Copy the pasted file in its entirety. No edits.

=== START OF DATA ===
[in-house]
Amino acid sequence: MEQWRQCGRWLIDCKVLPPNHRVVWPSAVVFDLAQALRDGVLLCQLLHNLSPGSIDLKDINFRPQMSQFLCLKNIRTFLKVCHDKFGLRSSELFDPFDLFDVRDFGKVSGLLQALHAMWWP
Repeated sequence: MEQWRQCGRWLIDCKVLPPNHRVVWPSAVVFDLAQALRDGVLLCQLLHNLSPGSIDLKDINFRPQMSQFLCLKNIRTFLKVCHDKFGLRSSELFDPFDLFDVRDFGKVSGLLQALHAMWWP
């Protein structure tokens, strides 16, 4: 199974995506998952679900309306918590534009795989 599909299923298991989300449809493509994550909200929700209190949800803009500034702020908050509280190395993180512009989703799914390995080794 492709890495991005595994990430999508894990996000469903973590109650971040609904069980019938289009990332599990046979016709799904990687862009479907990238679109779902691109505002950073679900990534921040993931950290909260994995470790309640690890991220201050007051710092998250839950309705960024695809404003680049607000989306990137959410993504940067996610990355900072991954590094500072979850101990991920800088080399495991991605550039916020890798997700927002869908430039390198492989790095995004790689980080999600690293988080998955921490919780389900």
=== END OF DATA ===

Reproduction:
[in-house]
Amino acid sequence: MEQWRQCGRWLIDCKVLPPNHRVVWPSAVVFDLAQALRDGVLLCQLLHNLSPGSIDLKDINFRPQMSQFLCLKNIRTFLKVCHDKFGLRSSELFDPFDLFDVRDFGKVSGLLQALHAMWWP
Repeated sequence: MEQWRQCGRWLIDCKVLPPNHRVVWPSAVVFDLAQALRDGVLLCQLLHNLSPGSIDLKDINFRPQMSQFLCLKNIRTFLKVCHDKFGLRSSELFDPFDLFDVRDFGKVSGLLQALHAMWWP
């Protein structure tokens, strides 16, 4: 199974995506998952679900309306918590534009795989 599909299923298991989300449809493509994550909200929700209190949800803009500034702020908050509280190395993180512009989703799914390995080794 492709890495991005595994990430999508894990996000469903973590109650971040609904069980019938289009990332599990046979016709799904990687862009479907990238679109779902691109505002950073679900990534921040993931950290909260994995470790309640690890991220201050007051710092998250839950309705960024695809404003680049607000989306990137959410993504940067996610990355900072991954590094500072979850101990991920800088080399495991991605550039916020890798997700927002869908430039390198492989790095995004790689980080999600690293988080998955921490919780389900």